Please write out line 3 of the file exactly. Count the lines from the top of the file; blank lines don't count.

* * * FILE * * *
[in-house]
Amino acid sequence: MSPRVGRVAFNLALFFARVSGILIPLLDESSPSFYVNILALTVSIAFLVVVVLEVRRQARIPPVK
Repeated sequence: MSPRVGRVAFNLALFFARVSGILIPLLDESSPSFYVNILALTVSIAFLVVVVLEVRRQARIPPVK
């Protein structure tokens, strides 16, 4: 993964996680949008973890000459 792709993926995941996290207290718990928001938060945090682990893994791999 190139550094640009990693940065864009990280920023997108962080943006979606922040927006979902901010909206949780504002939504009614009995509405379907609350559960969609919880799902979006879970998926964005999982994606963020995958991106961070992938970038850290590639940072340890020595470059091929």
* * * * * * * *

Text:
Repeated sequence: MSPRVGRVAFNLALFFARVSGILIPLLDESSPSFYVNILALTVSIAFLVVVVLEVRRQARIPPVK